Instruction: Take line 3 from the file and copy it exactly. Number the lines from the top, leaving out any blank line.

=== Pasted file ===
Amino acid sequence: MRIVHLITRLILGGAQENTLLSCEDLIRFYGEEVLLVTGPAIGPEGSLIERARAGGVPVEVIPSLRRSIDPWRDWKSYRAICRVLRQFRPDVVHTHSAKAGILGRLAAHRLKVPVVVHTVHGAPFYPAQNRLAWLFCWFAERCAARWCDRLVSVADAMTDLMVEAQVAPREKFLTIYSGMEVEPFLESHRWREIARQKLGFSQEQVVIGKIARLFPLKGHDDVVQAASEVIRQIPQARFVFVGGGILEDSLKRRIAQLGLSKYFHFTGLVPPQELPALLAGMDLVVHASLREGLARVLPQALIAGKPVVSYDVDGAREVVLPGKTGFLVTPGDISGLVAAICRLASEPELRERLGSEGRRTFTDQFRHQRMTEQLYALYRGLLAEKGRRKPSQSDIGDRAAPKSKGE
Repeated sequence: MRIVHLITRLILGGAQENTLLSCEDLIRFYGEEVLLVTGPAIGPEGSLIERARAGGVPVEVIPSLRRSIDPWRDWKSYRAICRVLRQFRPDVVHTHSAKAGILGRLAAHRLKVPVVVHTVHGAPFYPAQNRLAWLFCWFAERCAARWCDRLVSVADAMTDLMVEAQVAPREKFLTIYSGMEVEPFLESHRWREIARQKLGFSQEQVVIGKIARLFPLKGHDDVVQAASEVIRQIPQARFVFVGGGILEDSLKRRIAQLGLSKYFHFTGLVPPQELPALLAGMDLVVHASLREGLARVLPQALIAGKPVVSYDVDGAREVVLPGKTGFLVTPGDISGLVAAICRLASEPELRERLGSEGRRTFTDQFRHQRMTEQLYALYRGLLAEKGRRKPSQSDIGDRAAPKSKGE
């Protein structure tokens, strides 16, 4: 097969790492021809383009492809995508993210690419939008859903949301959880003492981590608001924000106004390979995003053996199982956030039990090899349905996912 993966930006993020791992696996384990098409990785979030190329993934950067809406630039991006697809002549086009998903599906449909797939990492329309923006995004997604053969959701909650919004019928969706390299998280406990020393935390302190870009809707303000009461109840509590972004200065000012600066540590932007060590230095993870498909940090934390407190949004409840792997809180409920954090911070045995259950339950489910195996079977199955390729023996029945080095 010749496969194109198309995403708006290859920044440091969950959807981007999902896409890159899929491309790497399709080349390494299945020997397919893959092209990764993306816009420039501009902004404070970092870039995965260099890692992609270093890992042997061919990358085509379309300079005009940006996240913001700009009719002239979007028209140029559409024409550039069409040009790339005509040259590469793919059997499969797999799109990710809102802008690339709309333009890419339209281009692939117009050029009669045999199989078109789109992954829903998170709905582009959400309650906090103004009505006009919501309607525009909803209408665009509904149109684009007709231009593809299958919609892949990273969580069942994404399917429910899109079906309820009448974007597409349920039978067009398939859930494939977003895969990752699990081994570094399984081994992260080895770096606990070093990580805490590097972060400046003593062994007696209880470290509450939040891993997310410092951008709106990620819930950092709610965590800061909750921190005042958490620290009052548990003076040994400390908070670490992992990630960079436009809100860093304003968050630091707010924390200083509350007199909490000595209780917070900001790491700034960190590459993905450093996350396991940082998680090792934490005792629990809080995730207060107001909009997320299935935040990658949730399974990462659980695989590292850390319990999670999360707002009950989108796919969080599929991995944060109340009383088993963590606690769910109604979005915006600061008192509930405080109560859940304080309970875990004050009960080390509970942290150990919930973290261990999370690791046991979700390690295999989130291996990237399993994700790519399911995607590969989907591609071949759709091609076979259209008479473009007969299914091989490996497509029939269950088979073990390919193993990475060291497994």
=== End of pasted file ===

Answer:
């Protein structure tokens, strides 16, 4: 097969790492021809383009492809995508993210690419939008859903949301959880003492981590608001924000106004390979995003053996199982956030039990090899349905996912 993966930006993020791992696996384990098409990785979030190329993934950067809406630039991006697809002549086009998903599906449909797939990492329309923006995004997604053969959701909650919004019928969706390299998280406990020393935390302190870009809707303000009461109840509590972004200065000012600066540590932007060590230095993870498909940090934390407190949004409840792997809180409920954090911070045995259950339950489910195996079977199955390729023996029945080095 010749496969194109198309995403708006290859920044440091969950959807981007999902896409890159899929491309790497399709080349390494299945020997397919893959092209990764993306816009420039501009902004404070970092870039995965260099890692992609270093890992042997061919990358085509379309300079005009940006996240913001700009009719002239979007028209140029559409024409550039069409040009790339005509040259590469793919059997499969797999799109990710809102802008690339709309333009890419339209281009692939117009050029009669045999199989078109789109992954829903998170709905582009959400309650906090103004009505006009919501309607525009909803209408665009509904149109684009007709231009593809299958919609892949990273969580069942994404399917429910899109079906309820009448974007597409349920039978067009398939859930494939977003895969990752699990081994570094399984081994992260080895770096606990070093990580805490590097972060400046003593062994007696209880470290509450939040891993997310410092951008709106990620819930950092709610965590800061909750921190005042958490620290009052548990003076040994400390908070670490992992990630960079436009809100860093304003968050630091707010924390200083509350007199909490000595209780917070900001790491700034960190590459993905450093996350396991940082998680090792934490005792629990809080995730207060107001909009997320299935935040990658949730399974990462659980695989590292850390319990999670999360707002009950989108796919969080599929991995944060109340009383088993963590606690769910109604979005915006600061008192509930405080109560859940304080309970875990004050009960080390509970942290150990919930973290261990999370690791046991979700390690295999989130291996990237399993994700790519399911995607590969989907591609071949759709091609076979259209008479473009007969299914091989490996497509029939269950088979073990390919193993990475060291497994």